On President Trump's Proposed Budget for Fiscal Year 2019

“The billions of dollars in proposed cuts to the education budget is troubling, particularly when services and supports for students with disabilities are already significantly under-funded.

We need to increase recruitment and training of teachers for students with disabilities and increase IDEA funding levels. The proposed budget cuts do neither.

“And while we are pleased to see that charter school programs are a priority, it is critical that any investments in school choice ensure that these programs support students with disabilities and rights conveyed by IDEA.”

Indianapolis’ Paramount School of Excellence: Supporting Students with Disabilities via its Frameworks

By: Stephanie Lancet

As part of its effort to share best practices with the special education community, The National Center for Special Education in Charter Schools (NCSECS) identified several public charter schools across the country as “Centers for Excellence” and is communicating how each school uniquely leverages its autonomy to benefit students with disabilities. Here is a spotlight on one of them.

Located in Indianapolis, Paramount School of Excellence (Paramount) serves students from Kindergarten to 8th grade. School leaders attribute their success and strong performance on statewide assessments by prioritizing school-wide cohesion, consistency in practice, and clear communication; this is specifically supported by the school’s “Frameworks,” Paramount’s policy and instruction guide designed to support teachers’ practices.  

Reflecting the mission and vision of the school, Paramount’s Frameworks highlights the school’s commitment to true, explicit, intentional inclusion and shapes teachers’ approaches to curriculum, instruction, behavior, school culture, and more. For example, Frameworks enables and encourages general and special education teachers to regularly collaborate, co-plan, co-teach, and receive inclusivity training; this has created a school culture in which all Paramount teachers maintain high expectations and feel responsible for the success of all students, including those with disabilities. Regarding classroom teaching and learning specifically, Frameworks enables and promotes school-wide adoption of individualized instructional practices that benefit all students, such as problem solving and differentiation, as well as regular collection and evaluation of data to appropriately adapt and improve such practices.

Frameworks serves as the backbone for the school and distinctly reflect its commitment to truly inclusive, evidence-based practices. To learn more about Paramount and and its approach to serving students with learning differences, read our full case study here.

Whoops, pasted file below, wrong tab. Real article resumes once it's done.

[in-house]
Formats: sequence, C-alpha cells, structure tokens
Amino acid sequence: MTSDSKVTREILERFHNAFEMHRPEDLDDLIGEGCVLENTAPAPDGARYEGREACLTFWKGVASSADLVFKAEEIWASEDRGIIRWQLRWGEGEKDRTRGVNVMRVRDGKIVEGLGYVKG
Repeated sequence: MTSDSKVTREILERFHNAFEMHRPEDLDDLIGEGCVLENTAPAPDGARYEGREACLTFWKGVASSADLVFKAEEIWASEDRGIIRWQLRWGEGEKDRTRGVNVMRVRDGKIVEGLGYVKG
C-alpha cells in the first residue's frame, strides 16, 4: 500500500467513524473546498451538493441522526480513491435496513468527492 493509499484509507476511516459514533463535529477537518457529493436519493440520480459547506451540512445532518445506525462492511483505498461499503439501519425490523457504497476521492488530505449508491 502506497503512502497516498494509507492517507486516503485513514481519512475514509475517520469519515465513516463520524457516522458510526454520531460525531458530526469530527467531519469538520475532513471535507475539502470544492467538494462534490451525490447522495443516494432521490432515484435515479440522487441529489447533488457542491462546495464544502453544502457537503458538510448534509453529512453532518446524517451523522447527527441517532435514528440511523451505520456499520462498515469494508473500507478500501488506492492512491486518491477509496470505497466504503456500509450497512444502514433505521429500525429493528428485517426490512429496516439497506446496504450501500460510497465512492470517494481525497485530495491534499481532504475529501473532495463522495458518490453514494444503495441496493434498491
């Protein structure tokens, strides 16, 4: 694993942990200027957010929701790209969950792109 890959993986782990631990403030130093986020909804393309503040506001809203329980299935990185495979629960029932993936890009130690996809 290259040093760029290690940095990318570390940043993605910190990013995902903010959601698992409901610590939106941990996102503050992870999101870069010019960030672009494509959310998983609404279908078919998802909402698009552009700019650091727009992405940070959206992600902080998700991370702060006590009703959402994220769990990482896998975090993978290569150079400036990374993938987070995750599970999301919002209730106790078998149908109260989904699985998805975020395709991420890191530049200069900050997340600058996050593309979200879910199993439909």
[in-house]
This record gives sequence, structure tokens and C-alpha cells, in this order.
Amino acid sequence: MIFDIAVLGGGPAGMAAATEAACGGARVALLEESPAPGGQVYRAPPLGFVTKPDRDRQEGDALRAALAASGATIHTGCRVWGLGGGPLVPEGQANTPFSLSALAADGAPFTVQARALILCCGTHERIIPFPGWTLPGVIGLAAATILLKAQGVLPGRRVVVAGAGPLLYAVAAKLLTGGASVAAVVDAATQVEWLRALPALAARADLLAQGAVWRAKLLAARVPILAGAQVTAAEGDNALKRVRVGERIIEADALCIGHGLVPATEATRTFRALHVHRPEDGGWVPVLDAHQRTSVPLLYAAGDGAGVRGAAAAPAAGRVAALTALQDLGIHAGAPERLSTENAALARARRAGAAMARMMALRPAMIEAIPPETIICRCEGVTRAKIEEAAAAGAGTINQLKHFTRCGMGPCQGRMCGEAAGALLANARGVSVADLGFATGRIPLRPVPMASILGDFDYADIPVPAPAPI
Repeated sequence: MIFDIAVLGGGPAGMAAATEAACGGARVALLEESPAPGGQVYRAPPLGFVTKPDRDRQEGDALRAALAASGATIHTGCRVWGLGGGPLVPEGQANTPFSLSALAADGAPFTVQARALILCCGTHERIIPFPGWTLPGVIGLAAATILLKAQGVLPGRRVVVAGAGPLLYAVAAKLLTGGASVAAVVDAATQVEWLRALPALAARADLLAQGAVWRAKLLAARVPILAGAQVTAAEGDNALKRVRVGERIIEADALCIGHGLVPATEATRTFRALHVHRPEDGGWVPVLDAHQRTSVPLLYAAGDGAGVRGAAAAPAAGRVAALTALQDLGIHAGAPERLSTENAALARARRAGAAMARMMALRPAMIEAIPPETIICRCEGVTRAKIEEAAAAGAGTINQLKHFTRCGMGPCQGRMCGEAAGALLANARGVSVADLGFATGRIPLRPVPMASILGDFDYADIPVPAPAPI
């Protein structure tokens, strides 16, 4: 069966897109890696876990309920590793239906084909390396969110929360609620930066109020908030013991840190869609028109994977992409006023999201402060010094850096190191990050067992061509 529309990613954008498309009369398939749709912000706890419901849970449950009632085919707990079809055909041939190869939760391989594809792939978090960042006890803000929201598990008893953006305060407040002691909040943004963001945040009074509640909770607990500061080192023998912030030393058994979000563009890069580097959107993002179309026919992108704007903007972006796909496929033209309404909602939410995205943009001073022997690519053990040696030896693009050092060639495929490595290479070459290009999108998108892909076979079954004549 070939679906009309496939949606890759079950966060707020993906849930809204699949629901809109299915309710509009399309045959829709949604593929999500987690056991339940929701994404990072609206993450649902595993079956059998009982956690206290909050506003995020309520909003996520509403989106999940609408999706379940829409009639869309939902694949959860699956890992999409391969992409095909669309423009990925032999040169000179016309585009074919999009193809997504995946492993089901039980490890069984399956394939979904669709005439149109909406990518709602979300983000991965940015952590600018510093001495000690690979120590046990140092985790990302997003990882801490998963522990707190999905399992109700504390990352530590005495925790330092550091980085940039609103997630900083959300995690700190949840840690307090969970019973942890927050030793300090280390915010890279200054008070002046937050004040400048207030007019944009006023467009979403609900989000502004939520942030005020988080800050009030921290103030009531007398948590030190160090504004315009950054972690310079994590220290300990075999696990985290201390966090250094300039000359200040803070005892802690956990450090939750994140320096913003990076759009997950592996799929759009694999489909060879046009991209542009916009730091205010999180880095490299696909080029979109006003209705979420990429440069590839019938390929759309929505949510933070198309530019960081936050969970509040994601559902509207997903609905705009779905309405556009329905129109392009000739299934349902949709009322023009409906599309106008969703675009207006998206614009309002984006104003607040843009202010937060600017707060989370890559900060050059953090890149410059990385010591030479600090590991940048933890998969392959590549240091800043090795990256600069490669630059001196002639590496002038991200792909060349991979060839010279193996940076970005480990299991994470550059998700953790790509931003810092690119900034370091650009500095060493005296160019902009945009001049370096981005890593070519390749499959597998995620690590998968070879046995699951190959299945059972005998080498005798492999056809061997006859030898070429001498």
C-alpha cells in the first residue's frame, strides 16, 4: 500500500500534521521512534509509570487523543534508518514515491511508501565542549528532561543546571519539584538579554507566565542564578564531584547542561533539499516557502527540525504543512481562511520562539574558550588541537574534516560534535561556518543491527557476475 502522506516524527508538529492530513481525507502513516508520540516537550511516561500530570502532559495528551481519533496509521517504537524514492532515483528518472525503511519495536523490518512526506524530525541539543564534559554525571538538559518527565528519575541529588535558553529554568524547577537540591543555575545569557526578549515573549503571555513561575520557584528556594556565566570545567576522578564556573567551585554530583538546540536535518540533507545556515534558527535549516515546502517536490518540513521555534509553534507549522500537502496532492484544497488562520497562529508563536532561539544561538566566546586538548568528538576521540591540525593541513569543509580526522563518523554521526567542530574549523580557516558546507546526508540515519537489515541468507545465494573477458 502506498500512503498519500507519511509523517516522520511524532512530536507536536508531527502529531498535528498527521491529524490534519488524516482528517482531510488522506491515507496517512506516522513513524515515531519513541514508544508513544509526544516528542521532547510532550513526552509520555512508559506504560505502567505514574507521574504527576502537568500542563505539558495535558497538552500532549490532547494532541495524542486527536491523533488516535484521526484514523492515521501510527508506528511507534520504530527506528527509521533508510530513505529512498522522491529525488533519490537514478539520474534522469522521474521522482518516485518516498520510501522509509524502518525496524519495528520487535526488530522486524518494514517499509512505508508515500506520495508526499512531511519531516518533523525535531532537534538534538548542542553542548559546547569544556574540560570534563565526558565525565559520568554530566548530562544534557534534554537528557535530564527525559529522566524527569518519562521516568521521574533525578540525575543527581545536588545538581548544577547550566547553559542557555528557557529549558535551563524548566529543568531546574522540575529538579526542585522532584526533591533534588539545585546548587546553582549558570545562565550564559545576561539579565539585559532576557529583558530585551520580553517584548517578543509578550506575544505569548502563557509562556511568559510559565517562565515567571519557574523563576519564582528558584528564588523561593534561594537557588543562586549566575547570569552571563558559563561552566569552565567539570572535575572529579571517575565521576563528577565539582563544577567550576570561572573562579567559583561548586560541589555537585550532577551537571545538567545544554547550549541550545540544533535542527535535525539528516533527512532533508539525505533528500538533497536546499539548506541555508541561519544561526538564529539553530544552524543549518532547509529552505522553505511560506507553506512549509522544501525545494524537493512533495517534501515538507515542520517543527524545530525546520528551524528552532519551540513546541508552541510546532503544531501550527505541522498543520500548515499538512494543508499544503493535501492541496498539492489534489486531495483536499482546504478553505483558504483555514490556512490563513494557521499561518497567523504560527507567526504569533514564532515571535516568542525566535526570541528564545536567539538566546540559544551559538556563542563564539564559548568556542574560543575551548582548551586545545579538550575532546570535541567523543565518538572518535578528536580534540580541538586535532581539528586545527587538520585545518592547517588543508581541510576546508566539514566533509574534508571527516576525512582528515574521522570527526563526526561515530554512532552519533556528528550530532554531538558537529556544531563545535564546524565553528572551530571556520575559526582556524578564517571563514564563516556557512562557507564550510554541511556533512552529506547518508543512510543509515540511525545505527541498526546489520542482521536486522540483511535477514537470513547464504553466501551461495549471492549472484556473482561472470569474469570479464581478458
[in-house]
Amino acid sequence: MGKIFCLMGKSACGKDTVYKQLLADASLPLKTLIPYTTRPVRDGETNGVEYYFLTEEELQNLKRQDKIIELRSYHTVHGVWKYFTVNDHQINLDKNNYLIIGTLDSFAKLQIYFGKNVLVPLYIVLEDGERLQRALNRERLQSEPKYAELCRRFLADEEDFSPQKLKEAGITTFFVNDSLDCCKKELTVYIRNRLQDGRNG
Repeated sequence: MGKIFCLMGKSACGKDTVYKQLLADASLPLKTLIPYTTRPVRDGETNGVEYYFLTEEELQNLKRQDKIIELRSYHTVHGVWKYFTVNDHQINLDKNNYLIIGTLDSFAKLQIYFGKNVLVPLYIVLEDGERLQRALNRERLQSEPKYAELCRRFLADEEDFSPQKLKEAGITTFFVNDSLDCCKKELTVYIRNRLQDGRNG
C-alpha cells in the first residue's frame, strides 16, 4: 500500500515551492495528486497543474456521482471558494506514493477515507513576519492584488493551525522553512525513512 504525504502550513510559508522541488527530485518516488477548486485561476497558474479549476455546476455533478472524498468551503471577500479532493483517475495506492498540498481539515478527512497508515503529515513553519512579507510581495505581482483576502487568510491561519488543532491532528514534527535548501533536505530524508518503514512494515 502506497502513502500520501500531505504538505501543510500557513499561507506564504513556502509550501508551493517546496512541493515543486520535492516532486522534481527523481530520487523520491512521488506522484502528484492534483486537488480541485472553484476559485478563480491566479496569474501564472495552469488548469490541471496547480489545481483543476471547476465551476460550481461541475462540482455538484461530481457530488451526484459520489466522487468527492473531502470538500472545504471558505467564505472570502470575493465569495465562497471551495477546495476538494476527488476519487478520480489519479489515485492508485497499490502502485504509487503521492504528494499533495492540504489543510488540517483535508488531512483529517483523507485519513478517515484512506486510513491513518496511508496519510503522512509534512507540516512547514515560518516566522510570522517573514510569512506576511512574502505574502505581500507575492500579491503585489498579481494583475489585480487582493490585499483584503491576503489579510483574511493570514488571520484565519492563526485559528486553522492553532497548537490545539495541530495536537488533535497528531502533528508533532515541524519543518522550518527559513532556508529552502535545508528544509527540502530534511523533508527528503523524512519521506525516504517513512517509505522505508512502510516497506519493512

In case you missed it, check out our profile on Denver's Cole High School.

California Reports Strong Results Based on Inclusion of Students With Disabilities

California Reports Strong Results Based on Inclusion of Students With Disabilities

The California Charter Schools Association recently released a report detailing special education practices in 10 California charter schools. The schools examined are diverse in size, instructional model and student demographics, but all represent strong outcomes for students with disabilities. The report, Meeting the Needs of Every Student Through Inclusion, offers an in-depth look at the philosophies, practices, and policies that allow these schools to successfully educate students with disabilities. Inclusion of students with disabilities in general education classes along with non-disabled peers is highlighted as a best practice to achieve positive results. 

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A New Special Education Leader for California

By: Paul O'Neill, Senior Fellow

The California Department of Education (CDE) just announced that it has selected Kristin Wright to be the state’s new Special Education Division Director, effective September 1.  The CDE has chosen an experienced, capable and thoughtful director to lead its special education work, serving more than 700,000 students with disabilities and their families.  Ms. Wright brings a long tenure with the state through a range of impactful positions, as well as years of work as a researcher examining disability issues. Ms. Wright is also the mother of a child with significant mental and physical disabilities.

The National Center for Special Education in Charter Schools (NCSECS) is particularly pleased that Ms. Wright has been chosen for this position because her career reflects a commitment to equitably serving students with disabilities across public schools, including charter schools.  She has done important research on how charter schools provide special education services, and has served for years as a trustee on the NCSECS governing board. California has approximately 1,130 charter schools; more, by far, than any other state. That gives the state an opportunity to prominently model best practices and innovative ideas that can be replicated elsewhere. We are confident that through her leadership Ms. Wright will help California ensure that families of students with disabilities can choose charter schools, and that those who do so will be excellently and equitably served. 

Click here to see the full press release from CDE.